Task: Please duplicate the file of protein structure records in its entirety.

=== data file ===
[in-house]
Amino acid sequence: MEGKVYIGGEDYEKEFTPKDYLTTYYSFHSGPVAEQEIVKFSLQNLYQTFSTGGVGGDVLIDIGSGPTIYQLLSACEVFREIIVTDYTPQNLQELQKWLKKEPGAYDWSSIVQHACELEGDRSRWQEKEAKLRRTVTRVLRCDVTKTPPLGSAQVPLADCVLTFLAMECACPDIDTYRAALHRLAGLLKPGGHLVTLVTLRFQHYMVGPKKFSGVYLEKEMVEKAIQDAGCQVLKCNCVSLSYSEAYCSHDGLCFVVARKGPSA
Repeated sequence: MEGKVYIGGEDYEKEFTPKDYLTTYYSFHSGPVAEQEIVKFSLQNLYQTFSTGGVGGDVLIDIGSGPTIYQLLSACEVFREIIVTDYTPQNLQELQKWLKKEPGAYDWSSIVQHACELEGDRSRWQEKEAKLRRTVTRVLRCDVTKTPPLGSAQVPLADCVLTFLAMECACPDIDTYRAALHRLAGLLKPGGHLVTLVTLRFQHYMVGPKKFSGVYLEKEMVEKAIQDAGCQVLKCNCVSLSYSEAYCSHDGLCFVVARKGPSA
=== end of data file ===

[in-house]
Amino acid sequence: MEGKVYIGGEDYEKEFTPKDYLTTYYSFHSGPVAEQEIVKFSLQNLYQTFSTGGVGGDVLIDIGSGPTIYQLLSACEVFREIIVTDYTPQNLQELQKWLKKEPGAYDWSSIVQHACELEGDRSRWQEKEAKLRRTVTRVLRCDVTKTPPLGSAQVPLADCVLTFLAMECACPDIDTYRAALHRLAGLLKPGGHLVTLVTLRFQHYMVGPKKFSGVYLEKEMVEKAIQDAGCQVLKCNCVSLSYSEAYCSHDGLCFVVARKGPSA
Repeated sequence: MEGKVYIGGEDYEKEFTPKDYLTTYYSFHSGPVAEQEIVKFSLQNLYQTFSTGGVGGDVLIDIGSGPTIYQLLSACEVFREIIVTDYTPQNLQELQKWLKKEPGAYDWSSIVQHACELEGDRSRWQEKEAKLRRTVTRVLRCDVTKTPPLGSAQVPLADCVLTFLAMECACPDIDTYRAALHRLAGLLKPGGHLVTLVTLRFQHYMVGPKKFSGVYLEKEMVEKAIQDAGCQVLKCNCVSLSYSEAYCSHDGLCFVVARKGPSA